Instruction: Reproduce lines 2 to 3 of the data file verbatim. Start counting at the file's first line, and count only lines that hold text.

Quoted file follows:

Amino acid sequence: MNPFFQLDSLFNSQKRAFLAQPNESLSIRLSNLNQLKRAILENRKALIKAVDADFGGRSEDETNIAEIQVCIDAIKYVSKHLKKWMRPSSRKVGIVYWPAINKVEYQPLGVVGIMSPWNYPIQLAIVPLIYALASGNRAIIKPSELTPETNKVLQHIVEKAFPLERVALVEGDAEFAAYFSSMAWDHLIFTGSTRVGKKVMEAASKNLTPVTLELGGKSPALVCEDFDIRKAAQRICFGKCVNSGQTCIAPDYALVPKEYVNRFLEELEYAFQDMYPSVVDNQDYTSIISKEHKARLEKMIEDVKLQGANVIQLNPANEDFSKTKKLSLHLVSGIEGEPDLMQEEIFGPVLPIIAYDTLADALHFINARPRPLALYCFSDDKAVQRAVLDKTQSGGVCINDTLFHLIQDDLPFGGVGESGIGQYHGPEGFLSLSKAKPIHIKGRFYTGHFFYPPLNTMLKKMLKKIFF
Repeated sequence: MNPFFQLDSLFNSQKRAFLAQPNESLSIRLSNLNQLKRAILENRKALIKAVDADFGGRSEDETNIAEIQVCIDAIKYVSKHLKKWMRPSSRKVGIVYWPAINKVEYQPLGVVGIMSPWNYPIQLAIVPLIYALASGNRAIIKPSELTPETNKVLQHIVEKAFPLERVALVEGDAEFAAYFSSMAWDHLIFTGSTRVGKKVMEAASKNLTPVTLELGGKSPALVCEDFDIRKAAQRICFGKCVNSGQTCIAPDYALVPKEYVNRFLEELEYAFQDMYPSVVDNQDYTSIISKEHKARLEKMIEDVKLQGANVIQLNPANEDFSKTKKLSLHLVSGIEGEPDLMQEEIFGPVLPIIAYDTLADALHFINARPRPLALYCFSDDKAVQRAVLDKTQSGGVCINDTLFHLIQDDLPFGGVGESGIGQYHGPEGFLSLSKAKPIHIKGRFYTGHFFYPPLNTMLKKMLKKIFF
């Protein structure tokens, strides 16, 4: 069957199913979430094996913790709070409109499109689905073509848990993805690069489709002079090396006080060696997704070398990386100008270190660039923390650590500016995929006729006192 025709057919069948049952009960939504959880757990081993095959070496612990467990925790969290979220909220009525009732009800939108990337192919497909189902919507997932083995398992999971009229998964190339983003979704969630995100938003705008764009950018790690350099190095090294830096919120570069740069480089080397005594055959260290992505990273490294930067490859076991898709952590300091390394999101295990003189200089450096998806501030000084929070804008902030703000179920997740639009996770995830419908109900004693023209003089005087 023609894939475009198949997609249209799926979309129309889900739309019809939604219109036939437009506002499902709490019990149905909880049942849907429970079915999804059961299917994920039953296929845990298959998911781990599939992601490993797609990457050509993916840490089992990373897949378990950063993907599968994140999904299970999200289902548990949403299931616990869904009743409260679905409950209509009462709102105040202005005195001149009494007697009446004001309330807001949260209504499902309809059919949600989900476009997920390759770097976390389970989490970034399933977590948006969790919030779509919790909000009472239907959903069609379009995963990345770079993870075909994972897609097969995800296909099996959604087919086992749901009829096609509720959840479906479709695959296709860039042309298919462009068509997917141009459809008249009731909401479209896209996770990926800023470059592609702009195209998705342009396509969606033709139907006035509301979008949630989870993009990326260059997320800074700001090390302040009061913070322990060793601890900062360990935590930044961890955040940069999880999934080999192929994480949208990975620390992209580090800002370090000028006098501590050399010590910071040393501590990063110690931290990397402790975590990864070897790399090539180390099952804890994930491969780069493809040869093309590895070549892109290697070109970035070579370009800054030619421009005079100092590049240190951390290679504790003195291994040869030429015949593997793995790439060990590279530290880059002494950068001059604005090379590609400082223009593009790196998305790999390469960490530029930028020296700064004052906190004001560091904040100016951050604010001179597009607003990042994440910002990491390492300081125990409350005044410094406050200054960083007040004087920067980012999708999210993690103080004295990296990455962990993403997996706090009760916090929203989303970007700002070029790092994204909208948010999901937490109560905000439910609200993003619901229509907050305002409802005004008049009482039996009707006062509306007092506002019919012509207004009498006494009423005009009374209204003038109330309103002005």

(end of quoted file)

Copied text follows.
Repeated sequence: MNPFFQLDSLFNSQKRAFLAQPNESLSIRLSNLNQLKRAILENRKALIKAVDADFGGRSEDETNIAEIQVCIDAIKYVSKHLKKWMRPSSRKVGIVYWPAINKVEYQPLGVVGIMSPWNYPIQLAIVPLIYALASGNRAIIKPSELTPETNKVLQHIVEKAFPLERVALVEGDAEFAAYFSSMAWDHLIFTGSTRVGKKVMEAASKNLTPVTLELGGKSPALVCEDFDIRKAAQRICFGKCVNSGQTCIAPDYALVPKEYVNRFLEELEYAFQDMYPSVVDNQDYTSIISKEHKARLEKMIEDVKLQGANVIQLNPANEDFSKTKKLSLHLVSGIEGEPDLMQEEIFGPVLPIIAYDTLADALHFINARPRPLALYCFSDDKAVQRAVLDKTQSGGVCINDTLFHLIQDDLPFGGVGESGIGQYHGPEGFLSLSKAKPIHIKGRFYTGHFFYPPLNTMLKKMLKKIFF
């Protein structure tokens, strides 16, 4: 069957199913979430094996913790709070409109499109689905073509848990993805690069489709002079090396006080060696997704070398990386100008270190660039923390650590500016995929006729006192 025709057919069948049952009960939504959880757990081993095959070496612990467990925790969290979220909220009525009732009800939108990337192919497909189902919507997932083995398992999971009229998964190339983003979704969630995100938003705008764009950018790690350099190095090294830096919120570069740069480089080397005594055959260290992505990273490294930067490859076991898709952590300091390394999101295990003189200089450096998806501030000084929070804008902030703000179920997740639009996770995830419908109900004693023209003089005087 023609894939475009198949997609249209799926979309129309889900739309019809939604219109036939437009506002499902709490019990149905909880049942849907429970079915999804059961299917994920039953296929845990298959998911781990599939992601490993797609990457050509993916840490089992990373897949378990950063993907599968994140999904299970999200289902548990949403299931616990869904009743409260679905409950209509009462709102105040202005005195001149009494007697009446004001309330807001949260209504499902309809059919949600989900476009997920390759770097976390389970989490970034399933977590948006969790919030779509919790909000009472239907959903069609379009995963990345770079993870075909994972897609097969995800296909099996959604087919086992749901009829096609509720959840479906479709695959296709860039042309298919462009068509997917141009459809008249009731909401479209896209996770990926800023470059592609702009195209998705342009396509969606033709139907006035509301979008949630989870993009990326260059997320800074700001090390302040009061913070322990060793601890900062360990935590930044961890955040940069999880999934080999192929994480949208990975620390992209580090800002370090000028006098501590050399010590910071040393501590990063110690931290990397402790975590990864070897790399090539180390099952804890994930491969780069493809040869093309590895070549892109290697070109970035070579370009800054030619421009005079100092590049240190951390290679504790003195291994040869030429015949593997793995790439060990590279530290880059002494950068001059604005090379590609400082223009593009790196998305790999390469960490530029930028020296700064004052906190004001560091904040100016951050604010001179597009607003990042994440910002990491390492300081125990409350005044410094406050200054960083007040004087920067980012999708999210993690103080004295990296990455962990993403997996706090009760916090929203989303970007700002070029790092994204909208948010999901937490109560905000439910609200993003619901229509907050305002409802005004008049009482039996009707006062509306007092506002019919012509207004009498006494009423005009009374209204003038109330309103002005």